Eventually, the indegenous Zapotec settled in and around the Valley of Oaxaca, including the area of Teotitlan del Valle (Earth of the Gods), about 30 minutes east of Oaxaca de Juarez. The Zapotec perfected a method of rug weaving, incorporating natural dyes and tribal and nature motifs in their work. With the Spanish invasion in the 16th century, Dominican friars were sent to the villages in the Valley of Oaxaca to encourage arts and culture. With the introduction of modern looms from Spain, the Zapotec weavers now had the means to make and sell their colorfully patterned pieces more quickly.
In 1960, the town began a slow ascent to “modernize” and today there are just over 5,000 residents – most are Zapotec rug weavers and make their living this way. A steady flow of American cultural tourism and international wholesale buyers have kept business brisk, though the weavers make scant profit on their rugs, runners and tapestries due to the time-intensive process of weaving on a loom. In fact, it’s recommended that you DON’T haggle on price with these artisans, contrary to the expectation of negotiation for other goods throughout Mexico.
Carina Santiago and Pedro Montaño. Keeping Traditions Alive.
The tradition of gathering, preparing for and cooking Zapotec cuisine is part of the mix that is Oaxacan gastronomy and still practiced in Teotitlan del Valle. I met cocinera (chef) Carina Santiago Bautista in October 2013 while reporting from the Foro Mundial Gastronomia Mexicana (World Forum on Mexican Gastronomy) in Acapulco. Her invitation to the event was auspicious, as one of the main goals of the Forum was to promote the cuisine of Michoacan and Oaxaca as “intangible” UNESCO heritage assets.
El Gringo arranged to meet with Carina at her restaurant and gallery, Tierra Antigua in Teotitlan del Valle, for lunch and a chat during our family’s trip to Oaxaca over the holidays. When we arrived via taxi on the appointed Sunday at noon, we were greeted warmly by Carina, her husband Pedro Montaño, son Diego, and daughters Diana and Alicia (both, as their mother, dressed in beautiful, intricately-embroidered huipiles).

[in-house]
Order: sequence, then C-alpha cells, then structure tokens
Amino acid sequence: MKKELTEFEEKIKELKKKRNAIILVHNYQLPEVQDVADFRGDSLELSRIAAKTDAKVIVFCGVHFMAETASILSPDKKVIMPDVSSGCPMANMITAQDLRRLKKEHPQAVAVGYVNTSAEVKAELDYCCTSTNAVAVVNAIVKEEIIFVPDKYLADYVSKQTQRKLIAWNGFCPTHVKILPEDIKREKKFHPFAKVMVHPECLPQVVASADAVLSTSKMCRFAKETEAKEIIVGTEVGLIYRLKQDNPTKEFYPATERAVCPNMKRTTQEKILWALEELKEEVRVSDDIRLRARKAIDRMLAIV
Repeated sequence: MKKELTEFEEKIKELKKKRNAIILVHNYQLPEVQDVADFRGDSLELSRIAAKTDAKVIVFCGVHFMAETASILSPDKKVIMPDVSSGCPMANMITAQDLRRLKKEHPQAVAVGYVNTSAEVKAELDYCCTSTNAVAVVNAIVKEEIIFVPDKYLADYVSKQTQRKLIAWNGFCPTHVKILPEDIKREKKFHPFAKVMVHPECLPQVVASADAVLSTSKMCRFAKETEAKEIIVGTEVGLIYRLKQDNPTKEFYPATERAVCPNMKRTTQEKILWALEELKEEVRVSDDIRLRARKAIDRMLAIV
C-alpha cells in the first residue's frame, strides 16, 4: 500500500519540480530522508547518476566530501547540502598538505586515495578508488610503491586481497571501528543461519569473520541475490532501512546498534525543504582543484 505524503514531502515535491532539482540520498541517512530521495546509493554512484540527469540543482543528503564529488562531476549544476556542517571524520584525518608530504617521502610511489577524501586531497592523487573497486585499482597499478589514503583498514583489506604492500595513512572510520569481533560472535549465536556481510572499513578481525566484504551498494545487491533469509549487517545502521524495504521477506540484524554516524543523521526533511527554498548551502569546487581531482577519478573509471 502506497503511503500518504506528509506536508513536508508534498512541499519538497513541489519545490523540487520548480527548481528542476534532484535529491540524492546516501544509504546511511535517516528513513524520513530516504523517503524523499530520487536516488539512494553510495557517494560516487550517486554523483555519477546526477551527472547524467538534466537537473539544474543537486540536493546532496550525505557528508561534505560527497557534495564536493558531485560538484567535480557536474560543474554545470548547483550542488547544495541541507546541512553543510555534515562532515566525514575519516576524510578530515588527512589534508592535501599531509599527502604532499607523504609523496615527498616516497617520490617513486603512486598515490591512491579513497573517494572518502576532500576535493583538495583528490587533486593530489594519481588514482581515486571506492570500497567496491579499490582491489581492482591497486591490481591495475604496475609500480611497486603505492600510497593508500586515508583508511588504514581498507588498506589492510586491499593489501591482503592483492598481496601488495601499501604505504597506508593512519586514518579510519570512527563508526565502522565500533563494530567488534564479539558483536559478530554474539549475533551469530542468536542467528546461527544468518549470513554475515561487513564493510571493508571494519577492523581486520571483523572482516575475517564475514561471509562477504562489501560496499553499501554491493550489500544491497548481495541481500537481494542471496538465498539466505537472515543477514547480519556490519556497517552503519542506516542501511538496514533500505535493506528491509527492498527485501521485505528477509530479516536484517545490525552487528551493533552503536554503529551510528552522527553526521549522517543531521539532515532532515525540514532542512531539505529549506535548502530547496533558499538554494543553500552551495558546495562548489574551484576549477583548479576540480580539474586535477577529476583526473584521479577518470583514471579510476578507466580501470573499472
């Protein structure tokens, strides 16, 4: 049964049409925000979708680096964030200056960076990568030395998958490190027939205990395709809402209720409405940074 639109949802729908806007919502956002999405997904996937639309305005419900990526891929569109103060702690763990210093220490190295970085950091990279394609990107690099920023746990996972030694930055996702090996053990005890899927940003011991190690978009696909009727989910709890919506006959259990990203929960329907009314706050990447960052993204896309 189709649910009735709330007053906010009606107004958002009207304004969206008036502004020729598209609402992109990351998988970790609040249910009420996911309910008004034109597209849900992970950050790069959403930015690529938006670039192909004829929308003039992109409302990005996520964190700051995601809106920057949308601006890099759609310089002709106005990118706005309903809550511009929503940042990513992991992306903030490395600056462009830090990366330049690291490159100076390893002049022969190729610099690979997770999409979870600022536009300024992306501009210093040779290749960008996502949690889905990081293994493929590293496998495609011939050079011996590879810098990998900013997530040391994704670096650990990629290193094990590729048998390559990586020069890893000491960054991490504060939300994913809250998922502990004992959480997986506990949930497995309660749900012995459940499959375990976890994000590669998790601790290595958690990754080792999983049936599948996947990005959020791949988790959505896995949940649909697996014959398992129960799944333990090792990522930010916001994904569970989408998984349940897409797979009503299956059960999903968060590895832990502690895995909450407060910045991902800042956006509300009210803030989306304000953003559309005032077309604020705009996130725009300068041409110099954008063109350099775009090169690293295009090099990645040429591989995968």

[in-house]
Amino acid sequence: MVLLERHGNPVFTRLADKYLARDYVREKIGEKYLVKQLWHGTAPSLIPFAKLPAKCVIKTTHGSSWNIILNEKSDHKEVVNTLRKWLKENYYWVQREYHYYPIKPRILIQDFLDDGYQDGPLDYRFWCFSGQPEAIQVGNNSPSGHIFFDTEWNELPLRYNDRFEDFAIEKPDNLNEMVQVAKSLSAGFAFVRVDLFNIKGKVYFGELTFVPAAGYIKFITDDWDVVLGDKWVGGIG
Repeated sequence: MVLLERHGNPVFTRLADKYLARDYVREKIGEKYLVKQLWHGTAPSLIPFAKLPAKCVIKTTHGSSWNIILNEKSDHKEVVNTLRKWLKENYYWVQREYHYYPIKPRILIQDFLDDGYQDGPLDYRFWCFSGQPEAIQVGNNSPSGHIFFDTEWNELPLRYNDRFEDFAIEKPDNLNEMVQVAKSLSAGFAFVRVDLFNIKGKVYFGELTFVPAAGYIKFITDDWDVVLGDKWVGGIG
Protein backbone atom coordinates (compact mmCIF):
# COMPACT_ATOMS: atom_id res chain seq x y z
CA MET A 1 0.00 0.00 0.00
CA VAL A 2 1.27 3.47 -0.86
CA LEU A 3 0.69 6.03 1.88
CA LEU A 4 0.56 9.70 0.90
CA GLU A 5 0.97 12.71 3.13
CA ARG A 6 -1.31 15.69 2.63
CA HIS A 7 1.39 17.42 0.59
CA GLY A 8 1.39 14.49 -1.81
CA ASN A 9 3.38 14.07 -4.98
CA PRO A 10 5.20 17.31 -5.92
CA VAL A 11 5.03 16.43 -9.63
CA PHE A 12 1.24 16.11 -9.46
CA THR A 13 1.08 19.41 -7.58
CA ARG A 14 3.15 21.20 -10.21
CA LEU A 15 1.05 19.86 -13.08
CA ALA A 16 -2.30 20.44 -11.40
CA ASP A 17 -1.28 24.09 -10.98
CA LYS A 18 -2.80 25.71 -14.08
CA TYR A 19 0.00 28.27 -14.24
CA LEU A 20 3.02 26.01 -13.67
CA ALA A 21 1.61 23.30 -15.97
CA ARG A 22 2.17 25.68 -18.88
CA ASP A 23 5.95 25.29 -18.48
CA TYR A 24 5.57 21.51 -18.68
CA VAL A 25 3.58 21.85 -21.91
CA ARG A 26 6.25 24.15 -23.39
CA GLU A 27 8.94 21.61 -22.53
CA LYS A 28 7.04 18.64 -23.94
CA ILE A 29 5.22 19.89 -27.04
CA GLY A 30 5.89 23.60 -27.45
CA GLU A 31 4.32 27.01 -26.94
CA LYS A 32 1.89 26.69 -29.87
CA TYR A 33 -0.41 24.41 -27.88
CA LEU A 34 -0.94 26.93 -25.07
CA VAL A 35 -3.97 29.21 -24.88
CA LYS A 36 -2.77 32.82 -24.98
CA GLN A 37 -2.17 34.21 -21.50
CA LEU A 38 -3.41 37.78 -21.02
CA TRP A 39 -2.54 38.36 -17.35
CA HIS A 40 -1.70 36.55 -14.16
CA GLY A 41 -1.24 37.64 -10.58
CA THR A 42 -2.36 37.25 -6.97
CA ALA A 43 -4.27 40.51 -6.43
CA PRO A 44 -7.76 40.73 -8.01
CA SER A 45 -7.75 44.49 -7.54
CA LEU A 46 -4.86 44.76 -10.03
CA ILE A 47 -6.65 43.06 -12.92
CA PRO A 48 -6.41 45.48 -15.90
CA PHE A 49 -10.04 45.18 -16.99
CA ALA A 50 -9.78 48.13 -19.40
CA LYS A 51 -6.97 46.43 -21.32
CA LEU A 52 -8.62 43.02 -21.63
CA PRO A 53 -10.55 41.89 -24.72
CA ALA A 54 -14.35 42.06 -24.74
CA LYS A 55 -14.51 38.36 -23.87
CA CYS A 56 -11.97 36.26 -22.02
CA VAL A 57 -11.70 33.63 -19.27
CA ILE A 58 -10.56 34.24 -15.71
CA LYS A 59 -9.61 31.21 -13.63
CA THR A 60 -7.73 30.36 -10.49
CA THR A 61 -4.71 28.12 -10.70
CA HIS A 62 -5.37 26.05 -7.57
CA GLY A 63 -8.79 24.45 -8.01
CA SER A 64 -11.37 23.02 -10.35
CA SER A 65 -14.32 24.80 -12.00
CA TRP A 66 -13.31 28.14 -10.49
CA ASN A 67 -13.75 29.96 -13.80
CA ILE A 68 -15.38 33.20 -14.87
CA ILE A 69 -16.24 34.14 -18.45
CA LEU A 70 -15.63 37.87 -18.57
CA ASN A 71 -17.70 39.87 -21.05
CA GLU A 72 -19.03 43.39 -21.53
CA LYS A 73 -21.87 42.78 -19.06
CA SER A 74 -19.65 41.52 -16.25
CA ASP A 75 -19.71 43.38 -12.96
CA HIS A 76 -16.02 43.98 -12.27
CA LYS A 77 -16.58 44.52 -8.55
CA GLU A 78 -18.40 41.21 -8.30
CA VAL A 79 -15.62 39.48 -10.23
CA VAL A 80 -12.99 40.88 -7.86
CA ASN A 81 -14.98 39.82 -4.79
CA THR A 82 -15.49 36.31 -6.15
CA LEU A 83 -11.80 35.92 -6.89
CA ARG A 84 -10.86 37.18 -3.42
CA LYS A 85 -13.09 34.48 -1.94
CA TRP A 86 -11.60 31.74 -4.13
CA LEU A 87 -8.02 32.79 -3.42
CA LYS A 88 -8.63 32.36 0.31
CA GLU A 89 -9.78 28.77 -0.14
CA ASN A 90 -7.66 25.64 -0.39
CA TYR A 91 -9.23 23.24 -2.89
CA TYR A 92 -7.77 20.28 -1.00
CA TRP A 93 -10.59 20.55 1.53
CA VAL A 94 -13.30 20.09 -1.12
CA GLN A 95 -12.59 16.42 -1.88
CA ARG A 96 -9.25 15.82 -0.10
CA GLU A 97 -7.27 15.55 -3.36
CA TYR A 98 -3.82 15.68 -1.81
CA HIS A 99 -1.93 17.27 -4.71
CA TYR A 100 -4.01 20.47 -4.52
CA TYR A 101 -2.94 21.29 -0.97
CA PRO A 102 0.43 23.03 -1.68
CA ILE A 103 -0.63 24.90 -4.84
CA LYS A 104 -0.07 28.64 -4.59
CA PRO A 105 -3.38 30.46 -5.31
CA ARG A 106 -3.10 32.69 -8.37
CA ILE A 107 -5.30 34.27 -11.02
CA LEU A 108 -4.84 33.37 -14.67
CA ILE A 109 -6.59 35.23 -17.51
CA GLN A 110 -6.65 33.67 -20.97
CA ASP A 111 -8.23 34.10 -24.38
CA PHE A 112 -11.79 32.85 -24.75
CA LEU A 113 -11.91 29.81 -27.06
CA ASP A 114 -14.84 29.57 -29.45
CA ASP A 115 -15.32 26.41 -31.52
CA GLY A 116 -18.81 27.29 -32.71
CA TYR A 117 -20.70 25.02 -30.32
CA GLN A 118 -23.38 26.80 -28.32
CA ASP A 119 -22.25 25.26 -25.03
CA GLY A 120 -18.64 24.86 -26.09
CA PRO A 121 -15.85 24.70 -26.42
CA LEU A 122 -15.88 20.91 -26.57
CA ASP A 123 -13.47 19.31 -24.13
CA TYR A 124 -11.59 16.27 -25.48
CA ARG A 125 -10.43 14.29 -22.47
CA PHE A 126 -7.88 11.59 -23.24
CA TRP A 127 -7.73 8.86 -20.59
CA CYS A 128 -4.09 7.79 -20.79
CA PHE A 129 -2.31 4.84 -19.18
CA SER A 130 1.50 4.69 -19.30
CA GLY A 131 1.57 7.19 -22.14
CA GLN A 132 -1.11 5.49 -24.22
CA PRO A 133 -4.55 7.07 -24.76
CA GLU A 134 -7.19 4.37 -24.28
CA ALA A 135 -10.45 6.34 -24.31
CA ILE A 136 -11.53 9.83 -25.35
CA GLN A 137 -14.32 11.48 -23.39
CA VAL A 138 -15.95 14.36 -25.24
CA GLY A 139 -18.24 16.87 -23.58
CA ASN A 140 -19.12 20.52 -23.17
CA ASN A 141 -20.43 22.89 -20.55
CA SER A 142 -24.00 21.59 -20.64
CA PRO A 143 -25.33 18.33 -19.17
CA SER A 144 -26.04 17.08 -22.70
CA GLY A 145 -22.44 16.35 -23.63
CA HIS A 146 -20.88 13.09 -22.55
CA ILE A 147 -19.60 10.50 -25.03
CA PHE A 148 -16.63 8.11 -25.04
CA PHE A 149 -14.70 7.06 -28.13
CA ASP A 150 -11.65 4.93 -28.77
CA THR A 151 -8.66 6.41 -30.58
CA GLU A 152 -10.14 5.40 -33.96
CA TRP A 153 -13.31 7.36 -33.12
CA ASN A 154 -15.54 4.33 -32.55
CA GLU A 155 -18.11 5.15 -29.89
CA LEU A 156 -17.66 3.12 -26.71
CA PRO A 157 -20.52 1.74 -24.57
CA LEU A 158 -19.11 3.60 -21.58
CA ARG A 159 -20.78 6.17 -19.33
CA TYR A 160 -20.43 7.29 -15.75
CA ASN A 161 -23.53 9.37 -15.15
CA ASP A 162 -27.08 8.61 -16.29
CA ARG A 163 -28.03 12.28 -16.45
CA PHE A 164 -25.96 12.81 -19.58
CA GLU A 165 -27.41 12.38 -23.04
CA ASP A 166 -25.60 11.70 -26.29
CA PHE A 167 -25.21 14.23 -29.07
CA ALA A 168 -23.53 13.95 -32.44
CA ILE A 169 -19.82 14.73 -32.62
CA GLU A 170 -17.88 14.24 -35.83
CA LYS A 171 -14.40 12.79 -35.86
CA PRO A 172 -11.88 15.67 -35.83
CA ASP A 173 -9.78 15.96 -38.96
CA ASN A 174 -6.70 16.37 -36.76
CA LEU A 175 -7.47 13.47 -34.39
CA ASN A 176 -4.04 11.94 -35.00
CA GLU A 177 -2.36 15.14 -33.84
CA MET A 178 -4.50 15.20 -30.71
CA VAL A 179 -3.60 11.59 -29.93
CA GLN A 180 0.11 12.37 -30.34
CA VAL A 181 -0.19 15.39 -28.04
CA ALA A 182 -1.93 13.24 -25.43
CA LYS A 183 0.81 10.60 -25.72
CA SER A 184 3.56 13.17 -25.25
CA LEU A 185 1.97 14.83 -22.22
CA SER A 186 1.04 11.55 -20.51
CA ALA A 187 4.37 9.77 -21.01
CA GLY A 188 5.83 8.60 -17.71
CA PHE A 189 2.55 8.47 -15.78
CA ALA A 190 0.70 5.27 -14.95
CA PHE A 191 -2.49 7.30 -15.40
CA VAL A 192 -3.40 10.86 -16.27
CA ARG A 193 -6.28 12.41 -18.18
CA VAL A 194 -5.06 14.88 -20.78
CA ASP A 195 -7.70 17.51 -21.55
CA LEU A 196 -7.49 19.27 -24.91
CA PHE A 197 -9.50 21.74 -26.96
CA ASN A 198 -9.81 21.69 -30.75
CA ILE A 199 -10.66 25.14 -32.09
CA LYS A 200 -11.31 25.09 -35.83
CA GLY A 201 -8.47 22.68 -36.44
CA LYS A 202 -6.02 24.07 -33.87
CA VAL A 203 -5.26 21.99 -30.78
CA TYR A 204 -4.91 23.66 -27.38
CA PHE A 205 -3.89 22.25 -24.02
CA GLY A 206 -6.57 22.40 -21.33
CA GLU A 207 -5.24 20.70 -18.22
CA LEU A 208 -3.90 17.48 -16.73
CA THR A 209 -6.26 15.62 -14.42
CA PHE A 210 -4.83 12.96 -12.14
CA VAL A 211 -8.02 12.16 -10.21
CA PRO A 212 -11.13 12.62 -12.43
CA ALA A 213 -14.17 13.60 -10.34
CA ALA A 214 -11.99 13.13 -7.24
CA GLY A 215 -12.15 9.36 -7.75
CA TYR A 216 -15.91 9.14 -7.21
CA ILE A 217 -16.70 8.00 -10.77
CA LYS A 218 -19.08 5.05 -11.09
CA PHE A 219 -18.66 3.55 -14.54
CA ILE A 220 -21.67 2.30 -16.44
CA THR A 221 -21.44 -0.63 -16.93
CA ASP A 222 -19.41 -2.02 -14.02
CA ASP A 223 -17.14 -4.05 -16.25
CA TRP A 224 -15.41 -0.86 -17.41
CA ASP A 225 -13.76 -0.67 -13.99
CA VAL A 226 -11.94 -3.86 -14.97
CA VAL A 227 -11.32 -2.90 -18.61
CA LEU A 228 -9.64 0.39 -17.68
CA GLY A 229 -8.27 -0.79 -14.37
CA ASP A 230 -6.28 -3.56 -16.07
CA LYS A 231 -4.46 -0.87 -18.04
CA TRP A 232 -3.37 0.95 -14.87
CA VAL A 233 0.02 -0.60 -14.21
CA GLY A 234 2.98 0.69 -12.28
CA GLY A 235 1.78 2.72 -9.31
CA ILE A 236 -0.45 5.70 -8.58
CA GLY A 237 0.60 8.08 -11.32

We were seated at a table on the restaurant’s sunny, welcoming patio and enjoyed cervezas, Mezcals de la Casa and a fantastic lunch of perfectly prepared Coloradito and Negro Moles for El Gringo and his Señorita, and a lemonade and dense rolled chicken tacos for our five-year old.
After serving the last of Sunday’s lunch customers, Carina took off her apron and sat down with El Gringo to discuss the history of her town, her family’s tradition of weaving and cooking, and the future of these traditional touchstones in her village.
Carina began, “My husband, Pedro, was spinning wool for his father’s rugs at age 7. And his father had learned from his father before him. At age 10, Pedro started weaving larger pieces and now he is considered a master weaver here in town.” As testament, Tierra Antigua’s gallery walls are adorned with a rich, textural, brightly-colored palette of Zapotec rugs created both by Pedro and his son Diego, who has learned from his father and is coming into his own as a weaver.
“Each Teotitlan family has different patterns and colors,” Diego explained to me. The motifs woven by the Montaño family primarily consist of mountains, rings and the Grecca patterns used by the Zapotec in Mitla and various spots around town. “My grandfather taught me the Grecca stair step pattern, like the ones you see on Zapotec ruins and our rugs. The first step is birth, the second is youth, the third is wisdom, coming of age. The final step, which turns down, is death, or what we believe in as heaven.”